At about 8:30 this morning, the papal flight, Alitalia A321, carrying the Pope, his entourage and journalists, took off from Rome’s Fiumicino Airport.
The Holy Father’s visit to Sweden, for the joint Lutheran-Catholic commemoration of the Reformation, marks his 17th international Apostolic Trip, and his 26th nation visited.
After about 2 hours 40 minutes of flying, Pope Francis arrived, slightly early, at Malmö’s International Airport at approximately 11 a.m. local time, where a welcoming ceremony was held.
During his intense itinerary today, the Pope will partake in joint ecumenical prayer gathering in the Lutheran cathedral of Lund, and in an ecumenical event in the Malmö Arena, where he will conclude the day by meeting with the ecumenical delegations.
Tomorrow morning, before departing, he will celebrate Holy Mass in Malmö for Swedish Catholics.
Before leaving Italy, Pope Francis sent President of the Italian Republic, Sergio Mattarella, a telegram in which he explains that his trip to Sweden is for “the ecumenical commemoration of 500th anniversary of the Reformation and to meet the nation’s Catholic community.” He also extended his “respectful greetings” to President Mattarella and imparted his apostolic blessing to the Italian people.
As is customary, the Pope sent telegrams to the Heads of States of the countries he flew over, including Austria and Germany, in which he extended similar wishes in English.

Yes indeed we Catholics celebrate All Hallows Eve; the secular corrupted Halloween

It's Time for Catholics to Embrace Halloween
by Fr. Steve GrunowOctober 27, 2014

As we near All Hallows Eve, aka Halloween, we fired some questions at the walking encyclopedia that is Father Steve Grunow, and he responded with everything you ever wanted to know about Halloween and its deeply Catholic roots.
QUESTION: I always figured that Halloween had pagan roots, but you are telling me they are Catholic. Huh? How so?
Fr. Steve: The origin and traditional customs associated with Halloween require no other explanation than that they are examples of the kinds of festivity that served as a means of celebrating the various holy days of the Catholic Liturgical Year. This includes everything from masquerades, feasting, and the associations of a given day of the year with supernatural or spiritual truths.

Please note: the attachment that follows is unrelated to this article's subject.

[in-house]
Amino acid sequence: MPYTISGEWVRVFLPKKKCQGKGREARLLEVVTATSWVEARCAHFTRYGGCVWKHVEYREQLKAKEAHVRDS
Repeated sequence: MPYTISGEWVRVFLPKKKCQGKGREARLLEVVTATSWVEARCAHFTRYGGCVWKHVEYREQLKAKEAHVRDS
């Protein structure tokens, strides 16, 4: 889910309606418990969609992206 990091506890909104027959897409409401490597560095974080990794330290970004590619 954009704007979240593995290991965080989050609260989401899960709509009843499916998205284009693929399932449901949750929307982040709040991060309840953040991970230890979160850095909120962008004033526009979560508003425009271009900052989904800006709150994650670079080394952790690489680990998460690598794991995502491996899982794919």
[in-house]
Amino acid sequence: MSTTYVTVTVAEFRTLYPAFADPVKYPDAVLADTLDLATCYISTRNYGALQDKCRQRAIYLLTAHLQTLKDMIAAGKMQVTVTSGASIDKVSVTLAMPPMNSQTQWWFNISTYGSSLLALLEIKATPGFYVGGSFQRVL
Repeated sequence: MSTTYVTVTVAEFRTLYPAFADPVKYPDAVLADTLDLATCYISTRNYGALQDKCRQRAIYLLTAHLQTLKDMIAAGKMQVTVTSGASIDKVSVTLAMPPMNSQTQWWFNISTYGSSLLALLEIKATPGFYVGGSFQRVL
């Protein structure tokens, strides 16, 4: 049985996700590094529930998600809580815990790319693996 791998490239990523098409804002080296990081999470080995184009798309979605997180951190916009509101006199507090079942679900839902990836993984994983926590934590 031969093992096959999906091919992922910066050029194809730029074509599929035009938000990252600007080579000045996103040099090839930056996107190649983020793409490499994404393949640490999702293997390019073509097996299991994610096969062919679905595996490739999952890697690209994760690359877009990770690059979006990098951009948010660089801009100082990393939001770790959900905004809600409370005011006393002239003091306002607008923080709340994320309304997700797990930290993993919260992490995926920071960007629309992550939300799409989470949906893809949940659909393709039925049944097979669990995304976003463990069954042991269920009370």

I would draw a distinction between the violent, macabre imagery that characterizes the modern appropriation of Halloween as a kind of secular celebration and the more traditional customs that are characteristic of a Catholic cultural ethos. The descent of Halloween into the madness of an annual fright fest is a relatively recent development, but the true substance of Halloween belongs to the Church. Halloween (or “All Hallows Eve”) is the festive precursor to the celebration of the Church’s public commemoration of All Saints Day.
There has been an appropriation of the festivities of Halloween by modern pagans, but please understand that modern paganism is precisely modern and should be distinguished from the cults of ancient religions. The origins and practices of the modern paganism do not extend farther back than the late nineteenth century. Also, remember, the term “pagan” is a slippery one. What does it mean? The worship of the gods and goddesses from long ago? Those cults have long since passed away with the cultural matrix that once supported the world views that were the conditions for their possibility. You can’t just reinvent those cults without the culture that supported them.
The paganism that exists today is a romantic and very selective attempt at a re-appropriation of an ancient religious ethos, but it isn’t and cannot be the same thing that paganism was in its original cultural expressions. I think that the practitioners need to justify their beliefs by insisting on an association with what they are doing and ancient forms and styles of worship. This gives the impression that the modern pagan élan has more gravitas (especially in relation to Christianity) but it doesn’t make it the same thing as the ancient cults. The association that modern paganism makes between itself and the forms and styles of ancient culture is more about desire than it is about reality.
I think that the association of Halloween with paganism has much more to do with the Protestant Reformation than anything else. The Protestant reformers were concerned about the practices of medieval Christianity that to them seemed contrary to what they believed the Church should be. They knew that these practices had clear precedents in the history of the Church, but insisted that they represented a corruption of the original form of Christianity that had become degraded over time. The degradation was explained as a regression into cultural forms that the Protestants described as pagan.
I realize popular religiosity is a complex phenomenon and the Church in Europe did intentionally assimilate many cultural practices that were more ancient than it’s own practices, but it did so selectively and with a keen sense of discernment. The end result was not simply that a veneer of Christianity was placed on top of an ancient pagan ethos, but that a new cultural matrix was created, one that was Christian to its core. It is a gross mischaracterization and oversimplification to assert that you can just scratch the surface of medieval Christianity and what rises up is paganism.